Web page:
HARTFORD, Conn. - It didn’t take much of an effort to sell attendees to the Radiant Panel Association (RPA) Radiant Expo panel discussion on the benefits of radiant cooling. A crowded room of curious RPA members listened to three experts discuss radiant cooling. One speaker, commenting on the full room, said “This is very typical for this discussion. The room is full and I didn’t even have to pay you to be here!”

The panel included Mark Evans, product manager for Viega NA; Dick Bourne, director of the University of California, Davis Western Cooling Efficiency Center; and Larry Drake, RPA executive director.

Simply defined, radiant cooling systems rely on chilled water pipes to distribute cooling throughout a building rather than a conventional system that uses chilled air and ductwork.

Radiant cooling systems rely mainly on the direct cooling of occupants or objects by radiative heat transfer (such as the sun’s warming effect on an object in its direct path) because the pipes, which are commonly run through ceilings, maintain the surface at temperatures of about 65°F. Through radiative heat transfer, people in the room will emit heat that is absorbed by the radiant cooling surface.

To manage indoor humidity levels and air quality, a separate ventilation system to supply fresh air is needed.

According to www.toolbase.org, “There are at least three methods of delivering chilled water in radiant cooling systems. The panel system is the most common of these. Aluminum panels that carry tubing can be surface-mounted or embedded on floors, walls, or ceilings. Another, the capillary tube system, consists of a mat of small, closely spaced tubes that are embedded in plastic, gypsum, or plaster on walls and ceilings. Or, similar to hydronic heating systems, a concrete core with embedded tubes can provide the conduit and thermal storage capacity for a cooling system.

“In each of these systems, the water is mixed with glycol and cooled by an air-to-water heat pump, a cooling tower, a ground-source heat pump, or even well water. Because the radiative surface is typically a whole floor or ceiling surface, the water can be as warm as 65° and still provide comfort.”

Dick Bourne, UC Davis Western Cooling Efficiency Center, talked about the impact of radiant cooling technology on large big box retail stores and warehouses.


These types of radiant cooling systems fall into the new green technologies classification, which is why they are becoming so popular, according to Evans. “Radiant cooling is becoming more mainstream because people are building more thermally efficient buildings,” he said. “And what is the most efficient comfort system available? The one that you never have to turn on.”

He said that radiant cooling works best in areas of the country where daily average temperatures average 65 degrees or below. In these areas, radiant cooling “adequately services the sensible cooling load,” said Evans.

Evans pointed out that in radiant cooling systems, a ¾-inch pipe can transfer as much energy as a 14-inch duct, in part because the goal of radiant cooling is to cool an object or occupant rather than an entire space. Radiant cooling systems can be installed in suspended ceiling panels or embedded capillary tubes in the floor, wall, or ceiling.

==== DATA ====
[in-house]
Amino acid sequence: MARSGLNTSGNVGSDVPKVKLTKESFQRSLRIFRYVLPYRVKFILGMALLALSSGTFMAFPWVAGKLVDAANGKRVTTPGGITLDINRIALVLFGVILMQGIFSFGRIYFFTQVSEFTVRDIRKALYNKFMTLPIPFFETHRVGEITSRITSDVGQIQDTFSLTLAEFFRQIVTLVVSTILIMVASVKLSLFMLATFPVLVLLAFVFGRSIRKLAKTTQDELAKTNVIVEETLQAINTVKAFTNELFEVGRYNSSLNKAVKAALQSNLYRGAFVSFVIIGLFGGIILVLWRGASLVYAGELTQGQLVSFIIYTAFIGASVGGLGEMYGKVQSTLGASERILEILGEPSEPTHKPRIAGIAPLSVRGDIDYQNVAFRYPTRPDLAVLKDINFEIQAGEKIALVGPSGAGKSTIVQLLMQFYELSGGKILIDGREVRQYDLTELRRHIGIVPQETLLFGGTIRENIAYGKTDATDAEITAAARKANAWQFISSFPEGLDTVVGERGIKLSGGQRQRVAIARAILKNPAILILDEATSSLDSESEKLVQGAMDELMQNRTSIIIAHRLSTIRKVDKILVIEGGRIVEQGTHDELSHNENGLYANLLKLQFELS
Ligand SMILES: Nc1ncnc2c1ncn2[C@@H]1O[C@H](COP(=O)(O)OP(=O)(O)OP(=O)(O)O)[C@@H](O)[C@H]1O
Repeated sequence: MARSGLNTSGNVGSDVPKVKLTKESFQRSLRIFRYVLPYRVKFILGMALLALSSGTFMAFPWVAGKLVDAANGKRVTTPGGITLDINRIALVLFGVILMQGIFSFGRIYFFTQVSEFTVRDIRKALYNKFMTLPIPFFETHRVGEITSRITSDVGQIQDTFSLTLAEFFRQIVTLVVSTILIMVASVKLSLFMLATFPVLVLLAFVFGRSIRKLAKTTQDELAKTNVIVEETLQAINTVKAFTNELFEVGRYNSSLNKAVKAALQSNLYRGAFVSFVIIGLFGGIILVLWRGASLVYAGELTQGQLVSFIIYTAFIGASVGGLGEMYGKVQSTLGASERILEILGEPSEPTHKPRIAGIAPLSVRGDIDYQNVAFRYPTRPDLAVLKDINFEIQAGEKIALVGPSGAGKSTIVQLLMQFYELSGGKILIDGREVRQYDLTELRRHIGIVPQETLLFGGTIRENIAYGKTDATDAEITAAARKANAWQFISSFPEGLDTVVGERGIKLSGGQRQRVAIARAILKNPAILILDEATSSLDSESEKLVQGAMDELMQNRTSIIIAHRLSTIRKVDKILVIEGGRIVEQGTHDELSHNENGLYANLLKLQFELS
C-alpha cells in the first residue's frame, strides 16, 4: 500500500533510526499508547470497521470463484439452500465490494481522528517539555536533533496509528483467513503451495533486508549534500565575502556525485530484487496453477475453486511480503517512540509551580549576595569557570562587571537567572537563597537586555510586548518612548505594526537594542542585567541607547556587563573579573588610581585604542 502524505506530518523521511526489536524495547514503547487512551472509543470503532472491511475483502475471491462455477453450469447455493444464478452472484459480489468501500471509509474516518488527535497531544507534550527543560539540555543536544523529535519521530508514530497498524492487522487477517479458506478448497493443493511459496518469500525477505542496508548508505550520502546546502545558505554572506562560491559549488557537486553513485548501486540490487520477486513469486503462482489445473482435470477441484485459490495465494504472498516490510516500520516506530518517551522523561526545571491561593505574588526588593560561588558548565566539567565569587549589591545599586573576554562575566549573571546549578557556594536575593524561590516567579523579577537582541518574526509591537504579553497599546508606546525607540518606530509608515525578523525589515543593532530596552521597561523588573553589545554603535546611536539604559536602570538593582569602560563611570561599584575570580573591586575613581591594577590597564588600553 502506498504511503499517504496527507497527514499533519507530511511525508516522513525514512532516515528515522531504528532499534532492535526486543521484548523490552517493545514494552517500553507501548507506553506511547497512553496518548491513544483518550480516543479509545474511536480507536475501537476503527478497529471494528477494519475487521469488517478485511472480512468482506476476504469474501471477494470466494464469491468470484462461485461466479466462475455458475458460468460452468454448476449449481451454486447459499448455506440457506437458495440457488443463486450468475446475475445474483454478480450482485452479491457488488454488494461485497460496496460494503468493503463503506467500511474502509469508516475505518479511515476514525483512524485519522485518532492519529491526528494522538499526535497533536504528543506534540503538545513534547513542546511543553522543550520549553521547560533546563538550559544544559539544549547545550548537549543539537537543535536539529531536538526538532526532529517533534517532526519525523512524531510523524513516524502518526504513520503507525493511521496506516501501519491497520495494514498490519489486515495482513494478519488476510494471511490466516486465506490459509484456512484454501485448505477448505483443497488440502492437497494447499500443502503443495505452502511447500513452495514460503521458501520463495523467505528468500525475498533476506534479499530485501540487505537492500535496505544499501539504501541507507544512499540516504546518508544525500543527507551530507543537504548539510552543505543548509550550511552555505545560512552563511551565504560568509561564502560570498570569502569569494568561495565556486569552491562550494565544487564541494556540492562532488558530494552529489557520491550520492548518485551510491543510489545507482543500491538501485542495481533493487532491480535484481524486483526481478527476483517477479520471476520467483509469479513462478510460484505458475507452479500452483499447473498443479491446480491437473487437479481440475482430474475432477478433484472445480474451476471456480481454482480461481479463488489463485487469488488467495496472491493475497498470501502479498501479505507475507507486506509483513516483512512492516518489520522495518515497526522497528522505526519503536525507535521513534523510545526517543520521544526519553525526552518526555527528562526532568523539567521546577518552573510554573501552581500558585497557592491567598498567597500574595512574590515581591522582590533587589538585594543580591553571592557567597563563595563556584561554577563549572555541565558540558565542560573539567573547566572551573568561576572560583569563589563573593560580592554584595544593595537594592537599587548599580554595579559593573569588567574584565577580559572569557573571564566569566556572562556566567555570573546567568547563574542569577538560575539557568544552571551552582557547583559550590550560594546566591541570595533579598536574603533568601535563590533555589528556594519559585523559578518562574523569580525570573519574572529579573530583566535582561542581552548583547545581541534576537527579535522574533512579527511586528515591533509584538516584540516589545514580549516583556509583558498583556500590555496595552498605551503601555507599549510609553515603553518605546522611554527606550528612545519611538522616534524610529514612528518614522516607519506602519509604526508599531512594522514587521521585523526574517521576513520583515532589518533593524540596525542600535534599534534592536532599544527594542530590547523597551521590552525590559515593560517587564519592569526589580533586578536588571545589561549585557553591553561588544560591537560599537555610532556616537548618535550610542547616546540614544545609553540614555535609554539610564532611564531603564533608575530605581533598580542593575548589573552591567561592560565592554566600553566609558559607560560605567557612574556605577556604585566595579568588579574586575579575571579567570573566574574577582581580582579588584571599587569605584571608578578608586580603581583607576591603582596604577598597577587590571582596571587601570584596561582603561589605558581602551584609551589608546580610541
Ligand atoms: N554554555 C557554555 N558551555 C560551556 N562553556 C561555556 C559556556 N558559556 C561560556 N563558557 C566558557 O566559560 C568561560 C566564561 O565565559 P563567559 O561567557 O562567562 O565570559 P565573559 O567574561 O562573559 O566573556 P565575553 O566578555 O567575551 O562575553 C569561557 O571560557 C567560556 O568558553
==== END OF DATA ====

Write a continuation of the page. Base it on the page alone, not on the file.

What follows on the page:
Evans said that radiant cooling is ideal for building retrofits where spot cooling is needed for certain areas. “For example, older buildings that have new computer rooms require more cooling,” he elaborated.

Bourne said that radiant cooling is growing but is still considered a niche market. One of those niche markets is big box retailers, who often need to keep a close control over climate conditions within their buildings. Bourne said this niche provides an excellent opportunity for contractors selling radiant cooling because:

• Of the high internal heat gains during long cooling seasons;

• Operating schedules often include 24/7 schedules, contributing to high-energy costs;

• There are large open spaces with very little zoning;

• There are significant numbers of ‘hard floors’;

• Retailers are looking for cost-effective energy solutions;

• New technologies can often be rolled out quickly when a building changes ownership or use.

“There is potential for business owners to save 45 percent or more in energy costs using radiant cooling,” Bourne said.

He told RPA members about a case study involving a California convenience store that utilized a radiant cooling system over conventional air conditioning. The energy cost savings paid for the system within the first year. “This was very unusual for a prototype store,” Bourne said. “But the maximum payback period is usually only three years.”

Drake followed Bourne and said he prefers to think smaller when it comes to radiant cooling systems. “It’s hard for me to think in terms of 100,000 square feet,” he said. “I think of smaller, simpler systems.”

Drake discussed two homes he owned in Minnesota where he had installed radiant cooling and remarked, “I have never been more comfortable with any other type of cooling system.”

But he said that in order to get the most out of a radiant cooling system, building occupants have to “learn how to live with the system.”

“These are just like radiant heating systems,” he said. “You have to set the thermostat and leave it. The system needs to run at a constant load.”

For more information, visit www.radiantpanelassociation.org.

Publication date:09/10/2007